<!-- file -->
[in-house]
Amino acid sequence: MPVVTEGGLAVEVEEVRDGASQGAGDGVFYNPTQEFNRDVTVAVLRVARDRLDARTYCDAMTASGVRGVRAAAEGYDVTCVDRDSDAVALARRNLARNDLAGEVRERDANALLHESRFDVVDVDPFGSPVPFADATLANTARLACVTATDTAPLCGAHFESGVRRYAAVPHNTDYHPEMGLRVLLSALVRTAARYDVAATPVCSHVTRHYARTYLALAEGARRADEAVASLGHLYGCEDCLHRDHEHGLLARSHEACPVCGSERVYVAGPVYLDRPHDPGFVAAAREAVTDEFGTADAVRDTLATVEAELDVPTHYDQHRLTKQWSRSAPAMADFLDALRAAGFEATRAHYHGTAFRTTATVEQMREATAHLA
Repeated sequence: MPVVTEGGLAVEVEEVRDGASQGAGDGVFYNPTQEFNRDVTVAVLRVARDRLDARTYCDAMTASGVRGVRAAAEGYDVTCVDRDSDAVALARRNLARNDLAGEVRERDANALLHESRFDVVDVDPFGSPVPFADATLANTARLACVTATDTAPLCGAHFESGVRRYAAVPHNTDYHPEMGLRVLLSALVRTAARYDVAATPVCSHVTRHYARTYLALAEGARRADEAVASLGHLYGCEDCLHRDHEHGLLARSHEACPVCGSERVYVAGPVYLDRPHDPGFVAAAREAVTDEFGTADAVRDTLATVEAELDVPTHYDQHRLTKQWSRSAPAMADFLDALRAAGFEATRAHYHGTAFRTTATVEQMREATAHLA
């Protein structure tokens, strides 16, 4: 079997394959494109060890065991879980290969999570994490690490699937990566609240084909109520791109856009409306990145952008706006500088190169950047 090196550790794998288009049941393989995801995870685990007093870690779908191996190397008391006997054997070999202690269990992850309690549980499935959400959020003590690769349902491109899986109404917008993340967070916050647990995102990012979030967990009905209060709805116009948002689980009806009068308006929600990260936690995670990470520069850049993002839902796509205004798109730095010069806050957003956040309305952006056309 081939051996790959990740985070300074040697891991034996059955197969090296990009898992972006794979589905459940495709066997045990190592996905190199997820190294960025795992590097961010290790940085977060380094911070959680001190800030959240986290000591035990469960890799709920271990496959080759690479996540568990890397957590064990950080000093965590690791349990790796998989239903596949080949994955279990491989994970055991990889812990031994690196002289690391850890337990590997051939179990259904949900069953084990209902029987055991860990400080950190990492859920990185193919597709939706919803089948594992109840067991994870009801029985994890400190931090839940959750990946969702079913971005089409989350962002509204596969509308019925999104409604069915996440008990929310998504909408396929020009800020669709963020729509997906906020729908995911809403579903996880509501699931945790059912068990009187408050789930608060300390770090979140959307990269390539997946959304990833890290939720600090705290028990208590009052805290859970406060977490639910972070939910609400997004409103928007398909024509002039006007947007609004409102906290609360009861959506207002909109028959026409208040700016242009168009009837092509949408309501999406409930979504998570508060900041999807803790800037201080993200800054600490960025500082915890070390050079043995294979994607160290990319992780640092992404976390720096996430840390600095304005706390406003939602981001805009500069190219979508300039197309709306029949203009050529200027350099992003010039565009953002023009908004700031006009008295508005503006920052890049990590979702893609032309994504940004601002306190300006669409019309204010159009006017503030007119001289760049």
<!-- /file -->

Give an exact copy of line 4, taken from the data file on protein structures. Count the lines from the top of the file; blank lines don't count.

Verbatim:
């Protein structure tokens, strides 16, 4: 079997394959494109060890065991879980290969999570994490690490699937990566609240084909109520791109856009409306990145952008706006500088190169950047 090196550790794998288009049941393989995801995870685990007093870690779908191996190397008391006997054997070999202690269990992850309690549980499935959400959020003590690769349902491109899986109404917008993340967070916050647990995102990012979030967990009905209060709805116009948002689980009806009068308006929600990260936690995670990470520069850049993002839902796509205004798109730095010069806050957003956040309305952006056309 081939051996790959990740985070300074040697891991034996059955197969090296990009898992972006794979589905459940495709066997045990190592996905190199997820190294960025795992590097961010290790940085977060380094911070959680001190800030959240986290000591035990469960890799709920271990496959080759690479996540568990890397957590064990950080000093965590690791349990790796998989239903596949080949994955279990491989994970055991990889812990031994690196002289690391850890337990590997051939179990259904949900069953084990209902029987055991860990400080950190990492859920990185193919597709939706919803089948594992109840067991994870009801029985994890400190931090839940959750990946969702079913971005089409989350962002509204596969509308019925999104409604069915996440008990929310998504909408396929020009800020669709963020729509997906906020729908995911809403579903996880509501699931945790059912068990009187408050789930608060300390770090979140959307990269390539997946959304990833890290939720600090705290028990208590009052805290859970406060977490639910972070939910609400997004409103928007398909024509002039006007947007609004409102906290609360009861959506207002909109028959026409208040700016242009168009009837092509949408309501999406409930979504998570508060900041999807803790800037201080993200800054600490960025500082915890070390050079043995294979994607160290990319992780640092992404976390720096996430840390600095304005706390406003939602981001805009500069190219979508300039197309709306029949203009050529200027350099992003010039565009953002023009908004700031006009008295508005503006920052890049990590979702893609032309994504940004601002306190300006669409019309204010159009006017503030007119001289760049």